Are You A Good Soldier?

As disciples of Jesus how should we invest our time and effort?
Paul wrote to his protégé Timothy:
“The things you have heard me say in the presence of many witnesses entrust to reliable people who will also be qualified to teach others. Join with me in suffering, like a good soldier of Christ Jesus. No one serving as a soldier gets entangled in civilian affairs, but rather tries to please his commanding officer. Similarly, anyone who competes as an athlete does not receive the victor’s crown except by competing according to the rules. The hardworking farmer should be the first to receive a share of the crops. Reflect on what I am saying, for the Lord will give you insight into all this” (2 Timothy 2:2-7).
First, Paul instructed Timothy to disciple other faithful men the way that Paul had discipled Timothy. From my personal experience, the hard part about doing this is not the teaching part, but finding the faithful men to teach.
I have found no shortage of men who consider themselves to be faithful; but I have found a shortage of men who are faithful enough to sit still and receive correct instruction. As much as I attempt to not be astonished by the fallenness of mankind, I am continuously astonished by men who consider themselves to be mature followers of Christ, but will immediately turn tail and run when you correct them; ultimately proving themselves to be immature.
Considering yourself mature and in no need of instruction (except for that which reinforces what you are already doing) is in reality a sign of immaturity. Understanding that there is always much more to learn and that there is always someone who can teach you something, is the true mark of maturity and faithfulness.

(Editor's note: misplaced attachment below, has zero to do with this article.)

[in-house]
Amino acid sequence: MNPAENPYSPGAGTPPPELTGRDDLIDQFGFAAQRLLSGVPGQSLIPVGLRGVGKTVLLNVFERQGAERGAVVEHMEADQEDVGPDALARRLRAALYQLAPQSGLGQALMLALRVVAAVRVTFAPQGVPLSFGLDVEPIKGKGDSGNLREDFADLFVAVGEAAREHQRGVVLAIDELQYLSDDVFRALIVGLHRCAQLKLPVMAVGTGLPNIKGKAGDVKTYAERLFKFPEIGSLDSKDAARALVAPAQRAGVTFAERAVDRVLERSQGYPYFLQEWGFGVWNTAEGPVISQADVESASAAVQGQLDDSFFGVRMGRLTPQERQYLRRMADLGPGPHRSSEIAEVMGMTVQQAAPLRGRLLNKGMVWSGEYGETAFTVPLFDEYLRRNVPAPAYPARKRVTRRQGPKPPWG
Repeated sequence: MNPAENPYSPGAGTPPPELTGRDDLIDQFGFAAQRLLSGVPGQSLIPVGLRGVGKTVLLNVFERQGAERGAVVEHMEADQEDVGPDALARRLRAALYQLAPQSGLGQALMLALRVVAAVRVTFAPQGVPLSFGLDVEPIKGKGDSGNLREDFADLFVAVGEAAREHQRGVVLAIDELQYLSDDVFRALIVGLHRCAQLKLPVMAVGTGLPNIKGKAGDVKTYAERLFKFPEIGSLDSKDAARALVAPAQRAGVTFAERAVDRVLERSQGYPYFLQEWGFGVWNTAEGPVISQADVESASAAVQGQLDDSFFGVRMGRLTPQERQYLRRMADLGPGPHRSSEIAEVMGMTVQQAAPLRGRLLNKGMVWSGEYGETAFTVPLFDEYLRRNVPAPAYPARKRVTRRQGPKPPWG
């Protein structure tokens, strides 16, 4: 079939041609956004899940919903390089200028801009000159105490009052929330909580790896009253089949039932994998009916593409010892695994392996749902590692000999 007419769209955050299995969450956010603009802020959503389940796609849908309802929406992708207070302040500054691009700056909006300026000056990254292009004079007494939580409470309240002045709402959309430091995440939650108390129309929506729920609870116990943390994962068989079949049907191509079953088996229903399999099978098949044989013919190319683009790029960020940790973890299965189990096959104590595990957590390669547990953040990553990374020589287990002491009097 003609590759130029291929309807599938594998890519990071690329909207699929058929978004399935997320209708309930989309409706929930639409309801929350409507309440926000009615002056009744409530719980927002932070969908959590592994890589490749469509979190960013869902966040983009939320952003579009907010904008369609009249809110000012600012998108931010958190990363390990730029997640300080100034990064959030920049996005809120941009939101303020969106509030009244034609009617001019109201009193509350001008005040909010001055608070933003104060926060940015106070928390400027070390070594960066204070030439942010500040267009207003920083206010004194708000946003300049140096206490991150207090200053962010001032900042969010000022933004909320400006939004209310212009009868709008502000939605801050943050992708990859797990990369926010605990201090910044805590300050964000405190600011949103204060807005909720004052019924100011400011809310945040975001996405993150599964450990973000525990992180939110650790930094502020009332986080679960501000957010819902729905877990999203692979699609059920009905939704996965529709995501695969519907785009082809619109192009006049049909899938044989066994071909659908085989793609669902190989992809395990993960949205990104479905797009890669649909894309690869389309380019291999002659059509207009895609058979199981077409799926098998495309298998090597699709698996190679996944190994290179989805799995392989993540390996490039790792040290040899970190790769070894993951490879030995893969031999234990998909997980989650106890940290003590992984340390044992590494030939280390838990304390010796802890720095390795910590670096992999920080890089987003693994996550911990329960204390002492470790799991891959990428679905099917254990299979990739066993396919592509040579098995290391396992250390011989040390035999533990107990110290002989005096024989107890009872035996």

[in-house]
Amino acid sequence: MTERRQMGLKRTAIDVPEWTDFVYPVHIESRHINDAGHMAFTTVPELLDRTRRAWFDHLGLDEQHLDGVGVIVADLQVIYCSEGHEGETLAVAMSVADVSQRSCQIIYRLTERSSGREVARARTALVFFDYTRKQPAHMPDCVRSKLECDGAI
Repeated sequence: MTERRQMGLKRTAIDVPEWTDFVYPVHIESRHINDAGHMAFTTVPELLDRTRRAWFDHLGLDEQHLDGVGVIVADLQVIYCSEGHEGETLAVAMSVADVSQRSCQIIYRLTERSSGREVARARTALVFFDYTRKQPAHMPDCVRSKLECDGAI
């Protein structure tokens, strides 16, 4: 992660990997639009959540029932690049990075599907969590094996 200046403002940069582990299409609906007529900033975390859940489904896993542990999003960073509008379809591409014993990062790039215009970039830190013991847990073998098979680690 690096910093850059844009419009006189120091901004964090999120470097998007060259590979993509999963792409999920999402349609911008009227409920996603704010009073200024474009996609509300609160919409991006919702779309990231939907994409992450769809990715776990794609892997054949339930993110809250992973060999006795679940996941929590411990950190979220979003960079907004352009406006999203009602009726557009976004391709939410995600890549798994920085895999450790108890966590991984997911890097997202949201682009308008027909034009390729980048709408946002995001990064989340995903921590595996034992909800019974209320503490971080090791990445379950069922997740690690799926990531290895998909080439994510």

Because, from my own experience and from what I can extrapolate from the teachings of others, we have almost completely lost the knowledge of how and why we are to be and make disciples of Jesus in the modern American church. Therefore, there is still much for all of us to learn when it comes to being and making disciples of Jesus. Personally, I continuously read both Scripture and other discipleship resources in order to learn any detail of discipleship that we might have left out or overlooked.
Next, Paul gave Timothy an instruction that might be difficult for some to understand If they have never been in the military. Paul wrote:
“Join with me in suffering, like a good soldier of Christ Jesus. No one serving as a soldier gets entangled in civilian affairs, but rather tries to please his commanding officer.”
Being in the military requires a certain amount of suffering. Usually, in the civilian world, if you are asked to suffer, you are rewarded with higher pay or position; but in the military, many times the only reward for your suffering is the knowledge that you have protected those in need of protection.
Likewise, in suffering for Christ, we suffer not for rewards in this life; and often our suffering only has the simple purpose of conforming ourselves or others into the image of Jesus.
Moreover, much of this suffering comes in the form of abstaining from activities that we would normally partake in; even activities that in and of themselves are benign. Paul wrote that Timothy was not to become entangled in civilian affairs. Paul doesn’t differentiate if those affairs are good or evil; but rather makes the argument that a soldier does not have time for civilian affairs that interfere with their service under their commanding officer; whether they are good or bad.
When you are in the military there are things you aren’t allowed to do that a normal citizen is allowed to do. Those things are not necessarily bad, they simply interfere with your readiness as a soldier/sailor/airman/marine. It’s called discipline and it sounds like discipleship for a reason.
Likewise, because we all but lost the understanding of why and how we are to be and make disciples of Jesus in the modern American church, there are many things we will not have time to do while we are trying to recover and relearn true discipleship. And these things might not necessarily be bad; we just don’t have time to do them AND recover and relearn true discipleship.